Human history suggests that the seriously wealthy can live by their own rules. They may indulge in flaunting money whilst feeding their vanity, or something altogether more shady. Festen, by English playwright David Eldridge, gives us the latter wrapped in the former.
The play, first performed in 2004, is an adaptation of the 1998 Danish “Dogme” film, known also as The Celebration. This references the 60th birthday of Helge (Adrian Mulraney) – a grand and extended dinner party held at the family mansion, requiring various staff.
The restaurant business has made Helge and Else (Rosie Traynor) very comfortable. Their sons, Michael (Michael Mack) and Christian (Mark Yeates), have followed Helge’s example, running eateries in Copenhagen and Paris, respectively.
In advance of the party, Christian is joined at the family home by Michael, who’s quick to show hostility towards Mette (Hester Van Der Vyver), new butler Lars (Charlie Ranger), and newly arrived sister Helene (Aimee Sanderson). The absent sibling is Linda, Christian’s twin, who recently committed suicide.
Putting that aside – well not Christian so much judging by his flat demeanour – there’s guests to accommodate and a party to dress for, revealing aspects of personalities and relationships. Then, there’s birthday traditions to uphold, and speeches to make before Helge’s gathered friends and relations.
As the eldest progeny, during the opening course (and around the play’s 40-minute mark) Christian is the first to offer recollections. Whilst these were initially ignored, they would prove to disrupt the dinner far more than a fly in the bisque could.
This is only because, having made his revelations, Christian is dissuaded from leaving by the cook, also his childhood confidante and secret ally, Kim (Liam Seymour in an effectively no-nonsense cameo). Christian’s continuing presence eventually forces some self-inspection of partygoers amongst the drinking, cavorting, and episodes of vigorous conflict.
The success of any storytelling depends on how much the listener is drawn into the tale. At times I wasn’t convinced by what I was seeing or hearing. Some of this may relate to the 20-year-old script, which had some needless repetition.
Some behaviour, especially that of Michael and (for different reasons) Helge, was quite extreme. We were given no explanation for this, or even a basis on which to theorise. Some of the exposition, such as on Michael and Mette’s relationship, was hard to swallow given the former’s earlier behaviour. However, credibility was also strained by some curious choices made by the production.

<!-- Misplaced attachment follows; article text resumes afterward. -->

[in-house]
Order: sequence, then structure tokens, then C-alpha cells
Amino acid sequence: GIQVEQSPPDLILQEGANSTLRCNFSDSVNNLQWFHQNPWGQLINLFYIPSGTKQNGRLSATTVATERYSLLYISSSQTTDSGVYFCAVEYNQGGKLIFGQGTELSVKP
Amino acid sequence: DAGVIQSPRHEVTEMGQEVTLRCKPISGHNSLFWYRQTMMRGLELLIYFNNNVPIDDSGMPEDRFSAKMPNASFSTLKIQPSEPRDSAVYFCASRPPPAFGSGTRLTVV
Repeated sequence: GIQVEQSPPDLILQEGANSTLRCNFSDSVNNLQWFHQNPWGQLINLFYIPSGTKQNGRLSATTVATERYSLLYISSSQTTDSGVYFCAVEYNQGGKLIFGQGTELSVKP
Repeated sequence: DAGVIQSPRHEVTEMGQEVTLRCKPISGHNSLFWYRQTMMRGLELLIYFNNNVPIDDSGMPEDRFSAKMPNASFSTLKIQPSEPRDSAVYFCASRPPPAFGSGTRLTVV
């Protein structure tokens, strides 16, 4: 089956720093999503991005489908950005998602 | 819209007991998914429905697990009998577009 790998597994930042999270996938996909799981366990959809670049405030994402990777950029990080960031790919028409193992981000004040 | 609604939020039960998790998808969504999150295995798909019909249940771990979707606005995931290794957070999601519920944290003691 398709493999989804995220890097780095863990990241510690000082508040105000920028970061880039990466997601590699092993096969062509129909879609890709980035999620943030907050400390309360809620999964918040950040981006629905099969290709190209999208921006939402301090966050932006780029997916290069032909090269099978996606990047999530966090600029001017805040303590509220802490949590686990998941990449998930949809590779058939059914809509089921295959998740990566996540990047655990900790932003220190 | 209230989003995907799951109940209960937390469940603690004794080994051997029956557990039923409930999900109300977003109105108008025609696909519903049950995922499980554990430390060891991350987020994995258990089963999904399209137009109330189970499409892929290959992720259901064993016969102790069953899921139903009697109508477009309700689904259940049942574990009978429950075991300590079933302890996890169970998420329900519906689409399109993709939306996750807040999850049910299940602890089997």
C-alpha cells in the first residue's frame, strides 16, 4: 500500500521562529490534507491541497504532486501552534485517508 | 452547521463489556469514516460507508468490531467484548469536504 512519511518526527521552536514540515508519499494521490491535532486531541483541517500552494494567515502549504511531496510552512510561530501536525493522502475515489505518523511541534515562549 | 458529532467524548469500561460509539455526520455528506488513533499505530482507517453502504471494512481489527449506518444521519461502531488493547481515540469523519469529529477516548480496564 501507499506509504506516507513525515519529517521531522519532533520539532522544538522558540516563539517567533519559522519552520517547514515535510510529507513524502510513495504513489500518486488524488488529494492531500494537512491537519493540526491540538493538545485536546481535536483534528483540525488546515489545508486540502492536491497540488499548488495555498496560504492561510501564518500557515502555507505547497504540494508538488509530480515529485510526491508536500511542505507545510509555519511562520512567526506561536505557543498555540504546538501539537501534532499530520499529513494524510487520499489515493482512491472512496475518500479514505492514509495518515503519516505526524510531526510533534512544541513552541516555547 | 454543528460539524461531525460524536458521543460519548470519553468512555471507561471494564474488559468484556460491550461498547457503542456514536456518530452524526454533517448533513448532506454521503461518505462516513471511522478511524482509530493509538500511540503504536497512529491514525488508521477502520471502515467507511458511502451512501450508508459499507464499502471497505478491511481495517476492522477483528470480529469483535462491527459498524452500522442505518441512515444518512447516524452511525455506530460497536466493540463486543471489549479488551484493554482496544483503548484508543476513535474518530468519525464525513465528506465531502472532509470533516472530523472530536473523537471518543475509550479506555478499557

It might be that this Festen was trying too hard for regular pops over the 90 minutes rather than building towards a big bang. For example, Helene’s boyfriend and late arrival Gbatokai (Victory Ndukwe) seemed far too keen to get involved in a family matter he knew little about.
Whilst we might expect tensions to rise amidst provocations, or as accusations and denials were made, and further details exposed, the frequent flashpoints fizzled out incomprehensively. Aside from one notable late exception, the portrayal of physical violence was not so believable, looking more like schoolboy shoving than anything having intent to suit the dialogue.
As too much violence too early would suggest that some characters couldn’t survive to the final scenes, credibility might be enhanced here by moderating some of the hyper-reactive performances.
The production aimed to be “… a riveting fusion of a gripping thriller and riotous humour of the darkest kind”. The thriller part wasn’t helped by the plodding pacing and slow scene changes, and we only flirted with dark humour.
In this ensemble piece, many roles were small, and most female ones quite slight. Yet some performances achieved more than looks of concern. Yeates was believable as a man balancing the need to speak about childhood memories against fear of repercussions.
As Helge’s long-time and skittish friend Poul, Tref Gare deftly handled some comic relief. Servants Pia (Tori McCann) and Lars (Charlie Ranger) achieved a good contrast between the long-time staff member invested in the family and the new arrival keen to maintain a professional front.
I’ve seen Festen described as a play about the hypocrisy of a rich family. The better aspects of this production suggest it could have a broader reach than that. The story gives a view of what the powerful can do to the powerless, and how the silence of others might enable this if it suits their own interests.
Rippon Lea Ballroom, 192 Hotham Street, Elsternwick
Performance: Friday 6 July 2018
Season continues to 22 July
Information and Bookings: www.playdeadtheatre.com.au
Image: FESTEN – photo by Sarah Walker
Review: Jason Whyte